Immediately after obtaining the divorce, the singer flew to Tampa to take in an exhibition game featuring New York Yankee shortstop Derek Jeter, with whom, at the time, she had been romantically linked. That romance fizzled in June, with Carey laying blame on the press. “Media pressure was too much for them as a couple,” a Carey mouthpiece told USA Today, adding that the duo is now just good friends.
However, the singer was still riding high on the wings of Butterfly, an album that in retrospect seems to be her call for freedom, the title song ending with “Spread your wings and fly/ Butterfly.” And she was keeping plenty busy.
She took her huge tour production complete with an army of dancers to Japan and Australia; won the American Music Awards Best Soul/R&B; Female Artist (beating Mary J. Blige and Toni Braxton); recorded a concert for MTV; and helped host that station’s Spring Break. On the downside, the singer did elect to shutter her label, Crave (a Sony imprint), which she’d been overseeing since its inception in February 1997.
Further pushing her creative limits, Carey’s performance in the “Honey” video may have been a screen test of sorts it came to light that Mariah is indeed looking to get involved in acting. To that end, she switched agencies, from CAA to William Morris, the latter known for its movie-deal prowess.
April 1998 saw Carey sharing the stage with an impressive group of women Celine Dion, Gloria Estefan, Aretha Franklin, and Shania Twain on VH1’s Divas Live, a concert special that subsequently became an album in September, further cementing her stature among the diva elite.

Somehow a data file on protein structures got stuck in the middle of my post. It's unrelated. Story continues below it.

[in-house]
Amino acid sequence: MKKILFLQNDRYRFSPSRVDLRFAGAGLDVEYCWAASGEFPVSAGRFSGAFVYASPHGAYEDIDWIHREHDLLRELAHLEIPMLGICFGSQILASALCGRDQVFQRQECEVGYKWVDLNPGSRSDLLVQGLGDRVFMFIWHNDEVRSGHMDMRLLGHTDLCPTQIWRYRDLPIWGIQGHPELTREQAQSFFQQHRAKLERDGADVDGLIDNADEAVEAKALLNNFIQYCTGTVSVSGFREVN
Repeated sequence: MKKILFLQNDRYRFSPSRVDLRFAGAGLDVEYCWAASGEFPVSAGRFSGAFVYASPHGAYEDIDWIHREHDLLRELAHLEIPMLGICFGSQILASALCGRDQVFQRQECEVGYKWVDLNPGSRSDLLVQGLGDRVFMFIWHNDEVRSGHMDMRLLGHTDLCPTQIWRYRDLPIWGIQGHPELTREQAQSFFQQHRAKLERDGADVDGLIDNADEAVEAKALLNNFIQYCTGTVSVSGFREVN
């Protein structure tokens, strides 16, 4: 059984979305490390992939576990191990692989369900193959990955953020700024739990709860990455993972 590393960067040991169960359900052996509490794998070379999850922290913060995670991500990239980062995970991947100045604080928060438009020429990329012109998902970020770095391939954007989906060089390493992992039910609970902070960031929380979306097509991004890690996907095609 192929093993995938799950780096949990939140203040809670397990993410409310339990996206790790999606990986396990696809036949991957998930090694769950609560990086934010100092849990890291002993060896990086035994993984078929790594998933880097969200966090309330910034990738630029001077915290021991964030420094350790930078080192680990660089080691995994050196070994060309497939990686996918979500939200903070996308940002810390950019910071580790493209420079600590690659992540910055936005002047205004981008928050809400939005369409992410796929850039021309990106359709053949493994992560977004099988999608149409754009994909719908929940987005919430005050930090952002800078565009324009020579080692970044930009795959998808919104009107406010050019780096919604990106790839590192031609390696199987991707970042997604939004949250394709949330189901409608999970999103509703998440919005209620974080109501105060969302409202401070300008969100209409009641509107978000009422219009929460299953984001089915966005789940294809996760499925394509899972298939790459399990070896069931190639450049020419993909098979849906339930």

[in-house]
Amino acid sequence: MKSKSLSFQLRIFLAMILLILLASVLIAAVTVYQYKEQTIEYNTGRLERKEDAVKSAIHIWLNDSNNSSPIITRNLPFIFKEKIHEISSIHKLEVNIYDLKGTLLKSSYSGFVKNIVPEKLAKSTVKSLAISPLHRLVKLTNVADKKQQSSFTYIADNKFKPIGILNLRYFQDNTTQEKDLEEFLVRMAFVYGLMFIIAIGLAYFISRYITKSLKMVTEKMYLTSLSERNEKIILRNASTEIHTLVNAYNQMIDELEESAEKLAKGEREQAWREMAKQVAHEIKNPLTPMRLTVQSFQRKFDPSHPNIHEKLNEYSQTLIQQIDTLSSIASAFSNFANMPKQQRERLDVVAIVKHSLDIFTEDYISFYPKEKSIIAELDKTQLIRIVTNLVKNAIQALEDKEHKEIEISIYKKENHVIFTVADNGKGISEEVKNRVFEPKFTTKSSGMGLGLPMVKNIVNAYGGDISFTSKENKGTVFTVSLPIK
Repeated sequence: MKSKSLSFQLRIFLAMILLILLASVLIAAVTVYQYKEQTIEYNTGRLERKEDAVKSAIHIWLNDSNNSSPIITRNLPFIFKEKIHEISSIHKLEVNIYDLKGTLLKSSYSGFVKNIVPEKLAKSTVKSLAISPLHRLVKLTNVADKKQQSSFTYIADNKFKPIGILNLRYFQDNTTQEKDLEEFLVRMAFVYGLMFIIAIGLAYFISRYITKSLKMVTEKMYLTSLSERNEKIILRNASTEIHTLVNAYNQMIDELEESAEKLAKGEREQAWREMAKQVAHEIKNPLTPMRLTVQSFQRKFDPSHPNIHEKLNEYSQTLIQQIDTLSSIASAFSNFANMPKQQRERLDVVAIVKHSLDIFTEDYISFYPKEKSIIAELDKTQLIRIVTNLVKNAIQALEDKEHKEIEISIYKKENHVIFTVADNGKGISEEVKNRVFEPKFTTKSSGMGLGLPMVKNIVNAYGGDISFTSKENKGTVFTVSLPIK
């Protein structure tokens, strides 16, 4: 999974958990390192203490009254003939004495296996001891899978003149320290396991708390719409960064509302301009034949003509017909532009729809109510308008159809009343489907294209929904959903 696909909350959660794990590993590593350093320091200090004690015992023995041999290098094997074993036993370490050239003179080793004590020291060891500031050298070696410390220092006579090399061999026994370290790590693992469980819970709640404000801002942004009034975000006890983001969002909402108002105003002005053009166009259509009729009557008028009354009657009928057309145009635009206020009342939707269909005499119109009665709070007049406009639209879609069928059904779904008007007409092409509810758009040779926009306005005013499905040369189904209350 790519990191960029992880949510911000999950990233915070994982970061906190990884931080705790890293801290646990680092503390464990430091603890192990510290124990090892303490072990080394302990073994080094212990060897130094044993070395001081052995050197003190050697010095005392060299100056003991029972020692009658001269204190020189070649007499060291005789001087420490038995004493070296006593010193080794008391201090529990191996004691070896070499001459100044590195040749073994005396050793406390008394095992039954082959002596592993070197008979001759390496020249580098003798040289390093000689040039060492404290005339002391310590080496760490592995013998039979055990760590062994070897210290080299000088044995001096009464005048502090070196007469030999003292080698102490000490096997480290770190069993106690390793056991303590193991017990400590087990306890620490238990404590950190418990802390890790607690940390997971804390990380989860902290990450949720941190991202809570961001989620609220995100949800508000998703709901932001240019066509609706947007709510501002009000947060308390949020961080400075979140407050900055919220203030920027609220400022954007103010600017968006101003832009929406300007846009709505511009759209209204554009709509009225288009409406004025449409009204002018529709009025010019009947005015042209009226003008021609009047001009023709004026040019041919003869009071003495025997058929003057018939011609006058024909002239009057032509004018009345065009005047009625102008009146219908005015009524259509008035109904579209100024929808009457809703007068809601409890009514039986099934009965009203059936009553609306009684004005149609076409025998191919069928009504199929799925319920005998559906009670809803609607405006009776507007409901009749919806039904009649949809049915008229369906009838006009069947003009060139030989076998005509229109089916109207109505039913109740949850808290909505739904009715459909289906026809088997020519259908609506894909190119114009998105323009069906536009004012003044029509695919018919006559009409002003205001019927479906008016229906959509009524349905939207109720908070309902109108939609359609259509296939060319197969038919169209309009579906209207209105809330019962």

In August, news of a significant duet in divaland came to light: Whitney Houston and Mariah Carey were in the studio together. The strong-lunged, octave-jumping singers recorded “When You Believe,” the theme song from the animated DreamWorks pic The Prince of Egypt, which tells the story of Moses.
Kenneth “Babyface” Edmonds was on hand to referee, er, produce the single. Dispelling rumors of competitiveness, Houston and Carey appeared together at the MTV Video Music Awards in September wearing the same dress no less. After some canned banter (“Nice dress,” Carey offered. “Yeah, you look pretty good, too,” Houston answered) the women presented Will Smith with the Best Male Video Award.
As far as billing goes, rumor has it that the first pressing will list one singer first, followed by another pressing with the names reversed. It can be a delicate balance… Carey wrapped a busy 1998 with #1’s, a singles anthology which gathers all of her chart-topping U.S. hits (“Vision of Love,” “Emotions,” “Dreamlover,” “Honey,” and more), along with an unreleased live version of “Hero” and the single version of “Fantasy” (featuring Ol’ Dirty Bastard and remixed by Sean “Puffy” Combs).
Also on the album is a duet with Brian McKnight, a “pop version” (read: sans rapping) of Carey’s recent collaboration with Jermaine Dupri; a song made famous by Brenda K. Starr, who gave young Mariah her first break as a backup singer. #1’s is not, however, a greatest hits package.